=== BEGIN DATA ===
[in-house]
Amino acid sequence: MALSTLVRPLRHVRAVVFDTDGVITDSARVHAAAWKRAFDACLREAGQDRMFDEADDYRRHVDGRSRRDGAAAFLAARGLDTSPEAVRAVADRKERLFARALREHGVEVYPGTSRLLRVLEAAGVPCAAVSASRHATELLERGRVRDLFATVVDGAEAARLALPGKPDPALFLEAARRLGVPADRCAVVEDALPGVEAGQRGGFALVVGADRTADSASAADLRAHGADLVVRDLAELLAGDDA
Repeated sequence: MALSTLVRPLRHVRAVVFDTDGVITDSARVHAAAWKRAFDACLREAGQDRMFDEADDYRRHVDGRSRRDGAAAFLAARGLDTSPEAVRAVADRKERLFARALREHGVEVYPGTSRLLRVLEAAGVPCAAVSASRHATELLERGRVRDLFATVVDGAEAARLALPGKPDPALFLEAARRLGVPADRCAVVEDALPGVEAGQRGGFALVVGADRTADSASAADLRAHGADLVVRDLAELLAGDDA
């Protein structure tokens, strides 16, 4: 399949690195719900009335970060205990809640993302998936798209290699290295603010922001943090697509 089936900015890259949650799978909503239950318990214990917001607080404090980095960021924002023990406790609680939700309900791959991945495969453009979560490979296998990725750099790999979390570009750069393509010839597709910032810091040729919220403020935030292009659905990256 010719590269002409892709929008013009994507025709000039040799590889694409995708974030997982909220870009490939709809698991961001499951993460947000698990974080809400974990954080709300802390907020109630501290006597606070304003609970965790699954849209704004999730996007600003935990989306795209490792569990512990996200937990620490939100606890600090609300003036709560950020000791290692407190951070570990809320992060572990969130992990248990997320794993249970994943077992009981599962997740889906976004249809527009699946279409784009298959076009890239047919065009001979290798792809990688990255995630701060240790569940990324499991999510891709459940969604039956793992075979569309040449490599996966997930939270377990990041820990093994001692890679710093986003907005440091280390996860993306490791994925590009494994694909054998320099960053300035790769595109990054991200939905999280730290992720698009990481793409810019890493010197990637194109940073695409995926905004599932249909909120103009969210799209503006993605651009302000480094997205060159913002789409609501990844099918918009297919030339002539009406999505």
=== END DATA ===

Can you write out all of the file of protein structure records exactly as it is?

[in-house]
Amino acid sequence: MALSTLVRPLRHVRAVVFDTDGVITDSARVHAAAWKRAFDACLREAGQDRMFDEADDYRRHVDGRSRRDGAAAFLAARGLDTSPEAVRAVADRKERLFARALREHGVEVYPGTSRLLRVLEAAGVPCAAVSASRHATELLERGRVRDLFATVVDGAEAARLALPGKPDPALFLEAARRLGVPADRCAVVEDALPGVEAGQRGGFALVVGADRTADSASAADLRAHGADLVVRDLAELLAGDDA
Repeated sequence: MALSTLVRPLRHVRAVVFDTDGVITDSARVHAAAWKRAFDACLREAGQDRMFDEADDYRRHVDGRSRRDGAAAFLAARGLDTSPEAVRAVADRKERLFARALREHGVEVYPGTSRLLRVLEAAGVPCAAVSASRHATELLERGRVRDLFATVVDGAEAARLALPGKPDPALFLEAARRLGVPADRCAVVEDALPGVEAGQRGGFALVVGADRTADSASAADLRAHGADLVVRDLAELLAGDDA
């Protein structure tokens, strides 16, 4: 399949690195719900009335970060205990809640993302998936798209290699290295603010922001943090697509 089936900015890259949650799978909503239950318990214990917001607080404090980095960021924002023990406790609680939700309900791959991945495969453009979560490979296998990725750099790999979390570009750069393509010839597709910032810091040729919220403020935030292009659905990256 010719590269002409892709929008013009994507025709000039040799590889694409995708974030997982909220870009490939709809698991961001499951993460947000698990974080809400974990954080709300802390907020109630501290006597606070304003609970965790699954849209704004999730996007600003935990989306795209490792569990512990996200937990620490939100606890600090609300003036709560950020000791290692407190951070570990809320992060572990969130992990248990997320794993249970994943077992009981599962997740889906976004249809527009699946279409784009298959076009890239047919065009001979290798792809990688990255995630701060240790569940990324499991999510891709459940969604039956793992075979569309040449490599996966997930939270377990990041820990093994001692890679710093986003907005440091280390996860993306490791994925590009494994694909054998320099960053300035790769595109990054991200939905999280730290992720698009990481793409810019890493010197990637194109940073695409995926905004599932249909909120103009969210799209503006993605651009302000480094997205060159913002789409609501990844099918918009297919030339002539009406999505």